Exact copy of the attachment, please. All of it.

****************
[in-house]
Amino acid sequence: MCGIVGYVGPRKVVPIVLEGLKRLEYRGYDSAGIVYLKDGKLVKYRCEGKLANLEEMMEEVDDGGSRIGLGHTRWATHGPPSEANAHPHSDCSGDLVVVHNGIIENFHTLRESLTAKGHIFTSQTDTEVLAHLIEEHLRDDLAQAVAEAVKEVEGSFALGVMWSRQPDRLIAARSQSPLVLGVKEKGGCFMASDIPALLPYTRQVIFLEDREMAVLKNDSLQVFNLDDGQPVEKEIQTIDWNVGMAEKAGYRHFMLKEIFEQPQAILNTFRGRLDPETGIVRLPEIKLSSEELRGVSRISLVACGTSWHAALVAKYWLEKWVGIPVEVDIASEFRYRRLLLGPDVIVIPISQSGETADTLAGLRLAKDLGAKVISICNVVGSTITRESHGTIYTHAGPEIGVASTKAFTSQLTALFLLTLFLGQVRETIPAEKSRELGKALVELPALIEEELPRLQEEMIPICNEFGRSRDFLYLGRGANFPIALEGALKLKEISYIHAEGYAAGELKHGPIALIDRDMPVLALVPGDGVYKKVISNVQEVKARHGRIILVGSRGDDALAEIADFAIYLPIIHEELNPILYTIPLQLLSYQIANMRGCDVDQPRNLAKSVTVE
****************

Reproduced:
[in-house]
Amino acid sequence: MCGIVGYVGPRKVVPIVLEGLKRLEYRGYDSAGIVYLKDGKLVKYRCEGKLANLEEMMEEVDDGGSRIGLGHTRWATHGPPSEANAHPHSDCSGDLVVVHNGIIENFHTLRESLTAKGHIFTSQTDTEVLAHLIEEHLRDDLAQAVAEAVKEVEGSFALGVMWSRQPDRLIAARSQSPLVLGVKEKGGCFMASDIPALLPYTRQVIFLEDREMAVLKNDSLQVFNLDDGQPVEKEIQTIDWNVGMAEKAGYRHFMLKEIFEQPQAILNTFRGRLDPETGIVRLPEIKLSSEELRGVSRISLVACGTSWHAALVAKYWLEKWVGIPVEVDIASEFRYRRLLLGPDVIVIPISQSGETADTLAGLRLAKDLGAKVISICNVVGSTITRESHGTIYTHAGPEIGVASTKAFTSQLTALFLLTLFLGQVRETIPAEKSRELGKALVELPALIEEELPRLQEEMIPICNEFGRSRDFLYLGRGANFPIALEGALKLKEISYIHAEGYAAGELKHGPIALIDRDMPVLALVPGDGVYKKVISNVQEVKARHGRIILVGSRGDDALAEIADFAIYLPIIHEELNPILYTIPLQLLSYQIANMRGCDVDQPRNLAKSVTVE